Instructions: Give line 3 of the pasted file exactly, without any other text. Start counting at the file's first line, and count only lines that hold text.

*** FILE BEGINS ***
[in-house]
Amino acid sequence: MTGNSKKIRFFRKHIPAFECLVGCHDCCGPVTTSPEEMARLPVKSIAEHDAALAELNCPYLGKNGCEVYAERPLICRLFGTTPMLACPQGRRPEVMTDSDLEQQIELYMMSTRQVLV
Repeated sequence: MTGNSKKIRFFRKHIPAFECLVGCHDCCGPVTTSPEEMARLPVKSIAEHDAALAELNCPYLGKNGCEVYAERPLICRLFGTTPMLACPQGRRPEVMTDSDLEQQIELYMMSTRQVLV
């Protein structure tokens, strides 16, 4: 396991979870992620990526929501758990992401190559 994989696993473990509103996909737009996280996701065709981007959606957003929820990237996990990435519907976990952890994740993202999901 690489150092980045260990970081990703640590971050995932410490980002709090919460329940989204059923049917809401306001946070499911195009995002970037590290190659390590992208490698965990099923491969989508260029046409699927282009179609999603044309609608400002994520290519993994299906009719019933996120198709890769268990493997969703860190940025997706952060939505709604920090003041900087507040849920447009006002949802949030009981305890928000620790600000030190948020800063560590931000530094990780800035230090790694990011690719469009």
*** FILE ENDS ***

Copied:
Repeated sequence: MTGNSKKIRFFRKHIPAFECLVGCHDCCGPVTTSPEEMARLPVKSIAEHDAALAELNCPYLGKNGCEVYAERPLICRLFGTTPMLACPQGRRPEVMTDSDLEQQIELYMMSTRQVLV